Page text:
I would counter that the big (and unsubstantiated) promises are a greater problem than the buzzwords, but the lack of clarity on what these concepts refer to are an issue, too.
The introductory sentences from Online Learning: Emerging Technologies and Emerging Practices (the second edition of the Emerging Technologies in Distance Education book I edited, which is forthcoming in 2016), make a similar argument:
Many of these (new) approaches to education and scholarship can be categorized as either emerging technologies (e.g., automated grading applications within MOOCs) or emerging practices (e.g., sharing instructional materials online under licenses that allow recipients to reuse them freely).
The terms “emerging technologies” and “emerging practices” however, are catchall phrases that are often misused and haphazardly defined. As Siemens (2008, ¶ 1) argues, “terms like ‘emergence,’ ‘adaptive systems,’ ‘self-organizing systems,’ and others are often tossed about with such casualness and authority as to suggest the speaker(s) fully understand what they mean.”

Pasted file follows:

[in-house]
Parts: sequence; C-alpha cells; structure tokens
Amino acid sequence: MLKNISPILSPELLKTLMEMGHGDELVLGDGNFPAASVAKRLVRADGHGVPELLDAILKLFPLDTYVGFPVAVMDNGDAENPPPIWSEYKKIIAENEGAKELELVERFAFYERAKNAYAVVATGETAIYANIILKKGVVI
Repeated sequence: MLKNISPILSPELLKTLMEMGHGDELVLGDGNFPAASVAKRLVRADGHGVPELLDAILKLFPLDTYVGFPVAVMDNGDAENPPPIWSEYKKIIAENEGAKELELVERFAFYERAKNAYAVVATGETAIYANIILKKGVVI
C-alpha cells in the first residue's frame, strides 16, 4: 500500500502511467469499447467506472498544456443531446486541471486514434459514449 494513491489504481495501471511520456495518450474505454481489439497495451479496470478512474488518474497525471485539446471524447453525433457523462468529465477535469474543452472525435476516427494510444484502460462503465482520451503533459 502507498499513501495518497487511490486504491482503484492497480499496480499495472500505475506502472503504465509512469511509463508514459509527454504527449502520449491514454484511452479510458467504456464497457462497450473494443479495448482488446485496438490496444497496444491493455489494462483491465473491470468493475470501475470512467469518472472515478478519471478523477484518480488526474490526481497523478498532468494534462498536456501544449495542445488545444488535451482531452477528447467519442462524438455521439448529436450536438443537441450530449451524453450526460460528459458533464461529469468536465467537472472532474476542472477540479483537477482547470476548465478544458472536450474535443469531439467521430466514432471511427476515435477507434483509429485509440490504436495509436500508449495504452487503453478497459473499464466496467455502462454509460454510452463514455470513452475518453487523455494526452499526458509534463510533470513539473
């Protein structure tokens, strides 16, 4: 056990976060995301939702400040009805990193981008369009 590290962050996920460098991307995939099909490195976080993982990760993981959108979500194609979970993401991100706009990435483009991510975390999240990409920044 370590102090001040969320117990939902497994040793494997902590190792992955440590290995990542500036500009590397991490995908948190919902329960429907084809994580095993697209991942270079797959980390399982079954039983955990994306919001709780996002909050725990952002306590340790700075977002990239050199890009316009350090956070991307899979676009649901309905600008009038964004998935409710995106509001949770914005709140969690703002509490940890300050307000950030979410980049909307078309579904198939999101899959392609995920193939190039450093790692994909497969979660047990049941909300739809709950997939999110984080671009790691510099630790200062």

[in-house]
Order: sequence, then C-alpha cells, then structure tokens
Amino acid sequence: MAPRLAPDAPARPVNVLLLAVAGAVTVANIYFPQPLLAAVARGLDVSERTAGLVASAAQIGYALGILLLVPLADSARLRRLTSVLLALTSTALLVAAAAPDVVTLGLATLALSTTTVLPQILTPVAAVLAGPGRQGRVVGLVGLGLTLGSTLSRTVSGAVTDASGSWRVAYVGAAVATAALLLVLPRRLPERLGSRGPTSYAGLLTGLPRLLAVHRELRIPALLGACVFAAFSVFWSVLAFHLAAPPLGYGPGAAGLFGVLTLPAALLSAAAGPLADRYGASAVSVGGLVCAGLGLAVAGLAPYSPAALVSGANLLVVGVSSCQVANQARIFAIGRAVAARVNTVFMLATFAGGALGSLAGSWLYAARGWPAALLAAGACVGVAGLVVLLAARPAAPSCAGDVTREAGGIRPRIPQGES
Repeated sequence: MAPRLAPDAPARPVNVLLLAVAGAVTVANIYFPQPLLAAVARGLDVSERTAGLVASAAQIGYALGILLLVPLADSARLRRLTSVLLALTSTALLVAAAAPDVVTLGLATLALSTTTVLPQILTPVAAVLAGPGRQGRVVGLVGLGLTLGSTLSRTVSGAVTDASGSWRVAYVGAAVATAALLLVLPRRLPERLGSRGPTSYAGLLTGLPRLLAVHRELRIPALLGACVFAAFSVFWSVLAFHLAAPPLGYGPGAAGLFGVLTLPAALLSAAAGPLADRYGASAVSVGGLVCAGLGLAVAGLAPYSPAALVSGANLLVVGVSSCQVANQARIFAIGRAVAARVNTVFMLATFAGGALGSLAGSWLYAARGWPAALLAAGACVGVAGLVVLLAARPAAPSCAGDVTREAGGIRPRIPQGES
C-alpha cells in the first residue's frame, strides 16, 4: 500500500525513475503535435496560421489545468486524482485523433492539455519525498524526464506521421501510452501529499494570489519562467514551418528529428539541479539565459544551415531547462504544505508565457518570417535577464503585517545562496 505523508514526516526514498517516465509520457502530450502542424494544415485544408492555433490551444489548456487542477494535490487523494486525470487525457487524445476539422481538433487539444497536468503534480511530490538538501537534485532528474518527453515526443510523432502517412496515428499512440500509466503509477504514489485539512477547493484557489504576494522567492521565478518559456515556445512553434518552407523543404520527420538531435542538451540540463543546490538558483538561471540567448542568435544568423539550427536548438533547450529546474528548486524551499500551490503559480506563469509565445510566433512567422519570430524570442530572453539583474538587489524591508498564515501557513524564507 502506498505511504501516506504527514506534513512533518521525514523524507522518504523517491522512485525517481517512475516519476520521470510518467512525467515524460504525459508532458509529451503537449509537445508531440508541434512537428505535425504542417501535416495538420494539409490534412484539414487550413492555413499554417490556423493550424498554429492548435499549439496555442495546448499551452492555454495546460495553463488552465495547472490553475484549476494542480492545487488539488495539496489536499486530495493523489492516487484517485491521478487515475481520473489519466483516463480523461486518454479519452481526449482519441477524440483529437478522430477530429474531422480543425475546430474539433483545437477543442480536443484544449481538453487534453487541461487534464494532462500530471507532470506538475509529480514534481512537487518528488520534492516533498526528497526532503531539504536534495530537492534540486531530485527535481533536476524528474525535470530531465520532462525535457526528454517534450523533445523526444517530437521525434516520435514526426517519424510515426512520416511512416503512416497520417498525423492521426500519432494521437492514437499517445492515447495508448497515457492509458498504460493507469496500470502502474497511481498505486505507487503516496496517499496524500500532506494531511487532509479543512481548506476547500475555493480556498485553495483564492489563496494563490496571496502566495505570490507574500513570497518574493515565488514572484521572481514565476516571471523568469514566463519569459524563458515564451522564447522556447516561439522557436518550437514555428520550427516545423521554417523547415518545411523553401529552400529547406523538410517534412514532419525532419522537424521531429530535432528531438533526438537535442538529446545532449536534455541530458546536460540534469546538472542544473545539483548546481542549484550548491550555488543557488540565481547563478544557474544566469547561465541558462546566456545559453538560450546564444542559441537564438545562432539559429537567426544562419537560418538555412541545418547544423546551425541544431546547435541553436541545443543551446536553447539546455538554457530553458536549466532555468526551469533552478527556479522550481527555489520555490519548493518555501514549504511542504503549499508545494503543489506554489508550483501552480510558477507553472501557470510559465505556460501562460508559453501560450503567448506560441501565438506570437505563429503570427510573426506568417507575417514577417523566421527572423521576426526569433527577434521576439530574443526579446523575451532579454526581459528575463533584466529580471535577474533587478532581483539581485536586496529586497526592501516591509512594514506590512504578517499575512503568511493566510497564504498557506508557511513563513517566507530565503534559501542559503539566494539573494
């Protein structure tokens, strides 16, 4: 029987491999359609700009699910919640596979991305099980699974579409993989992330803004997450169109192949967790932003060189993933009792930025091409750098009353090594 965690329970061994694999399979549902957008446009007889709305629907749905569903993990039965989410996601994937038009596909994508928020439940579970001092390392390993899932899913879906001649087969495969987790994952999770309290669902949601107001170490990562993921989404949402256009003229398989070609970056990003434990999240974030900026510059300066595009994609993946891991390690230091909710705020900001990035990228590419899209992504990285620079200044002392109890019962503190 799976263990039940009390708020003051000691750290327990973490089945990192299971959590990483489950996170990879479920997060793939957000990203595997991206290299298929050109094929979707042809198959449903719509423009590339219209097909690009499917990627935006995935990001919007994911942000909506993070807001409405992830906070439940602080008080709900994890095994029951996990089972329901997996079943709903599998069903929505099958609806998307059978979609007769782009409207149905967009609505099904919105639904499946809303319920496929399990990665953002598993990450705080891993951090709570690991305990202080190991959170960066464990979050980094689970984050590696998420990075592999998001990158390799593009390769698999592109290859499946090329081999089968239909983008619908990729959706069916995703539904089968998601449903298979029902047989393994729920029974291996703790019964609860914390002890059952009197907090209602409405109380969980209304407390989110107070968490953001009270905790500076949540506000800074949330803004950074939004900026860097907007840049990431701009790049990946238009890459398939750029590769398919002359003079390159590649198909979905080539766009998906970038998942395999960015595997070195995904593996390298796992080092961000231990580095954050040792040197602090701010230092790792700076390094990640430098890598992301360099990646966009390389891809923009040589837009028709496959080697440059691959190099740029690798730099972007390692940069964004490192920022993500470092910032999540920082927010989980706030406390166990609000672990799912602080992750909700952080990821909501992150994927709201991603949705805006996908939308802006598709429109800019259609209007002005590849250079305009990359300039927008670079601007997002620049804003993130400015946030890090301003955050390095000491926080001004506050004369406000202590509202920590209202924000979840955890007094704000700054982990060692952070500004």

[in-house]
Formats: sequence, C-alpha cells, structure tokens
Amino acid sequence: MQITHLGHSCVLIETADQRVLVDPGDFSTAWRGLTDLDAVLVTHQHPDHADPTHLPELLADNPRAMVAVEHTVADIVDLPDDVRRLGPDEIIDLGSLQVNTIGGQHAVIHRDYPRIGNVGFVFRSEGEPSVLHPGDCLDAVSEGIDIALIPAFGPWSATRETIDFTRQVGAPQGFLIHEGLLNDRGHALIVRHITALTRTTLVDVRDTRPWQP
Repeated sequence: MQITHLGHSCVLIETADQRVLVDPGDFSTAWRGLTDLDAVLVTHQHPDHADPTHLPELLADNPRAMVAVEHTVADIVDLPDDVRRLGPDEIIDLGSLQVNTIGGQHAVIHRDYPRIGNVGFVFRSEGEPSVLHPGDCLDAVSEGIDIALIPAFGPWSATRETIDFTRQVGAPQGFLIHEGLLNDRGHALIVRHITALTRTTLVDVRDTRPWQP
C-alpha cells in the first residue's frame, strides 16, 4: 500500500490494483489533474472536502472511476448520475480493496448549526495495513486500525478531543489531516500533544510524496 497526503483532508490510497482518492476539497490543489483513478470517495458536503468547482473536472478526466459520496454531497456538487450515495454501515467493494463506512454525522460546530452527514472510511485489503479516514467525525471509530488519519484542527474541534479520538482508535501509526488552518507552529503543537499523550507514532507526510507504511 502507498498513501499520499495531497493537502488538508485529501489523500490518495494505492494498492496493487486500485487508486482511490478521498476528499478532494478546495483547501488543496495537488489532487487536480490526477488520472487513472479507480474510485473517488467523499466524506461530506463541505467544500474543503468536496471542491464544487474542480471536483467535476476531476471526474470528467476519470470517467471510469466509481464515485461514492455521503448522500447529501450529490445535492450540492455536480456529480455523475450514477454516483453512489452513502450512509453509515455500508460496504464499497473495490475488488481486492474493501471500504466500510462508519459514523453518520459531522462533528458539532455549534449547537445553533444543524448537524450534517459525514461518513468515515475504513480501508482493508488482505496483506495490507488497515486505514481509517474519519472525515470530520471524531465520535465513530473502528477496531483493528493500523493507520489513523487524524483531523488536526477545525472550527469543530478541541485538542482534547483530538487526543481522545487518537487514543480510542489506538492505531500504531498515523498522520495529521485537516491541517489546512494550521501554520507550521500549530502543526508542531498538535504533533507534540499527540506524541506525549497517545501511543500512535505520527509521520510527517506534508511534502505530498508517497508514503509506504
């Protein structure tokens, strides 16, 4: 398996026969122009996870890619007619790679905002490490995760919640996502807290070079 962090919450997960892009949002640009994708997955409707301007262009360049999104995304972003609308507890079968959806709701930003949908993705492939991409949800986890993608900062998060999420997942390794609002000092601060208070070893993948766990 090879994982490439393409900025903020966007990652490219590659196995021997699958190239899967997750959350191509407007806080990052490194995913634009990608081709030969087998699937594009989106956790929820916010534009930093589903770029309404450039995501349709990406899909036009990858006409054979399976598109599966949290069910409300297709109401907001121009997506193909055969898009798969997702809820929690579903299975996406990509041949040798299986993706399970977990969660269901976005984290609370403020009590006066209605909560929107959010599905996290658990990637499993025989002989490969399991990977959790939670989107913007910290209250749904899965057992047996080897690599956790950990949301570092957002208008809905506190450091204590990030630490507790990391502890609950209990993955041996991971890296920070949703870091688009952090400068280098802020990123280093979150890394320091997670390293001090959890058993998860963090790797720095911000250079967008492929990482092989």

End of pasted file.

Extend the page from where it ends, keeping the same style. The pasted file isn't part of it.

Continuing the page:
A clearer and more uniform understanding of emergence and of the characteristics of emerging technologies and practices will enable researchers to examine these topics under a common framework and practitioners to better anticipate potential challenges and impacts that may arise from their integration into learning environments.